The public should have access to emails about the 2010 Jefferson Parish School Board elections that were sent and received by the former director of the parish’s economic development agency, the state Supreme Court decided last week, overturning an appellate court’s ruling.
The emails in question — more than 100 of which were reviewed by the court — were exchanged among former Jefferson Economic Development Commission Director Lucien Gunter and a group of parish business leaders who were campaigning on behalf of a slate of School Board candidates opposed to the teachers union.
Prominent businessman Henry Shane was among those exchanging emails with Gunter.
Two years later, auditors concluded that Gunter — who retired from his post shortly thereafter — had possibly violated state ethics laws by using his JEDCO email account for political activity.
The New Orleans Advocate and nola.com requested those emails from the parish government in late 2012, but Shane sued both the parish and JEDCO to prevent their release, arguing that the exchanges between him and Gunter involved two private organizations, the Jefferson Business Council and the Committee for a Better Jefferson.
Judge Glenn Ansardi of the 24th Judicial District Court in Gretna ruled in 2013 that the emails were public records and should be released as long as certain information of private citizens was redacted.
State 5th Circuit Court of Appeal Judges Stephen Windhorst, Robert Murphy and Robert Chaisson sided with Shane last year, reversing Ansardi. But the state Supreme Court decided that the appellate panel’s ruling was erroneous and that the content of a message sent over a government employee’s email address does not matter when considering if it is public under Louisiana law. The court’s opinion was written by Justice Jefferson Hughes III.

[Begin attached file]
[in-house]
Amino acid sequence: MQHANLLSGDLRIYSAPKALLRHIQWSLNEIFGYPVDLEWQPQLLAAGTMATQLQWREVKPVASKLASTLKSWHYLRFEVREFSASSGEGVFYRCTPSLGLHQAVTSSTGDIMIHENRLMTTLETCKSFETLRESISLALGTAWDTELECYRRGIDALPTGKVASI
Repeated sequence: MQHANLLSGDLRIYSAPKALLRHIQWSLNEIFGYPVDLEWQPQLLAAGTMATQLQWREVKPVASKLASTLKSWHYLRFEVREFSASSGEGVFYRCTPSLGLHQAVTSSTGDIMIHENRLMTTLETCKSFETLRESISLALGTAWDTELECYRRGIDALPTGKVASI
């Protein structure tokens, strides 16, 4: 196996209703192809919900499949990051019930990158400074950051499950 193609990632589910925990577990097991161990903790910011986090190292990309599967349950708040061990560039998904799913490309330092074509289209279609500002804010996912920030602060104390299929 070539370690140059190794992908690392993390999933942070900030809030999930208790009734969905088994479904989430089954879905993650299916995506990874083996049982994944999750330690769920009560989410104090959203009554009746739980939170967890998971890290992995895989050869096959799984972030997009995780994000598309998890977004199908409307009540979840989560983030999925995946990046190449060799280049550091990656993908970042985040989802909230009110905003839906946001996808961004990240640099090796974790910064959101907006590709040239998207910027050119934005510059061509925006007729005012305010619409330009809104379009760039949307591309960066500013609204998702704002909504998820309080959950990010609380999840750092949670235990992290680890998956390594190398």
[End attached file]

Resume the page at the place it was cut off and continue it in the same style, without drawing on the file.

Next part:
“I believe the public’s right to discover what public employees are doing during the workday, in the workplace, using resources procured by public funds, is paramount and trumps (Shane’s) individual interests in this case,” Chief Justice Bernette Johnson wrote in a concurring opinion.
The Supreme Court’s ruling means the emails may be released to the public after being redacted where appropriate.
The School Board races mentioned in the emails saw four incumbents seen as friendly to the teachers union fall to challengers backed by the parish’s business community. In 2014, union-backed candidates reclaimed a majority on the nine-member School Board.